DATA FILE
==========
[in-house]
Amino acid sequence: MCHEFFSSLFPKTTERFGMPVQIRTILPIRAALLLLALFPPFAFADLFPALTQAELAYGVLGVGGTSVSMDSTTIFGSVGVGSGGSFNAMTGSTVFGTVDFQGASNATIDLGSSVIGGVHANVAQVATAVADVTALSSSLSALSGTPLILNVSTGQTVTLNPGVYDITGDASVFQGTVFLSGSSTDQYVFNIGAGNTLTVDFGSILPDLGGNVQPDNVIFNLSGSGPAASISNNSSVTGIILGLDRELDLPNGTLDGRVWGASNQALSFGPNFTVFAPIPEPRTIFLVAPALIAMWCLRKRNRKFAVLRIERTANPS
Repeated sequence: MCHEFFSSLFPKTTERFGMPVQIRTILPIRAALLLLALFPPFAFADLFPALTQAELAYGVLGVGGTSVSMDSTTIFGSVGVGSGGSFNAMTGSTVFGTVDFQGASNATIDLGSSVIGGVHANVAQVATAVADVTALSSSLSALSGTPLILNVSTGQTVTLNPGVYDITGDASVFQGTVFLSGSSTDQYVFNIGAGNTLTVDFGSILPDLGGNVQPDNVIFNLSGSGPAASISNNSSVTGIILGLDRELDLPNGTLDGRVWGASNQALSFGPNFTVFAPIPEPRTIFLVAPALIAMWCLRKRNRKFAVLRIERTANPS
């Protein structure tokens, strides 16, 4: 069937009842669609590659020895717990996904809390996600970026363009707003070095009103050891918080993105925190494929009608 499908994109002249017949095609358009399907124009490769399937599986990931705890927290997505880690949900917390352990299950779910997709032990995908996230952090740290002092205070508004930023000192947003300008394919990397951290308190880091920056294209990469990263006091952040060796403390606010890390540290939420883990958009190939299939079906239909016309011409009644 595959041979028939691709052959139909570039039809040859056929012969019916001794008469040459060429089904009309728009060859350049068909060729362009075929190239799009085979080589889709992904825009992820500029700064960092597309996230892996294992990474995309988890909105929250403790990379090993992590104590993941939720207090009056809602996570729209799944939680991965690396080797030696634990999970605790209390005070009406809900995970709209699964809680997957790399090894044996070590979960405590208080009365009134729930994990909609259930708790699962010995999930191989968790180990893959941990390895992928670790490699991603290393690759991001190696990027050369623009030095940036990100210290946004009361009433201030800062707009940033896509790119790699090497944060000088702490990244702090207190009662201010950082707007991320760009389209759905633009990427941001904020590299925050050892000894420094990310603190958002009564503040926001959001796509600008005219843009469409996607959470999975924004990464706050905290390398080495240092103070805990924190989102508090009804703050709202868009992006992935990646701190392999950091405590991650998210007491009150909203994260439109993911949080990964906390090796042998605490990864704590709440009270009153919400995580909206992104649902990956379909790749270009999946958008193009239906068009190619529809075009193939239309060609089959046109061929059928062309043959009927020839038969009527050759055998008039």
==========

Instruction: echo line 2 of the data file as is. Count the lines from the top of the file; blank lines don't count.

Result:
Amino acid sequence: MCHEFFSSLFPKTTERFGMPVQIRTILPIRAALLLLALFPPFAFADLFPALTQAELAYGVLGVGGTSVSMDSTTIFGSVGVGSGGSFNAMTGSTVFGTVDFQGASNATIDLGSSVIGGVHANVAQVATAVADVTALSSSLSALSGTPLILNVSTGQTVTLNPGVYDITGDASVFQGTVFLSGSSTDQYVFNIGAGNTLTVDFGSILPDLGGNVQPDNVIFNLSGSGPAASISNNSSVTGIILGLDRELDLPNGTLDGRVWGASNQALSFGPNFTVFAPIPEPRTIFLVAPALIAMWCLRKRNRKFAVLRIERTANPS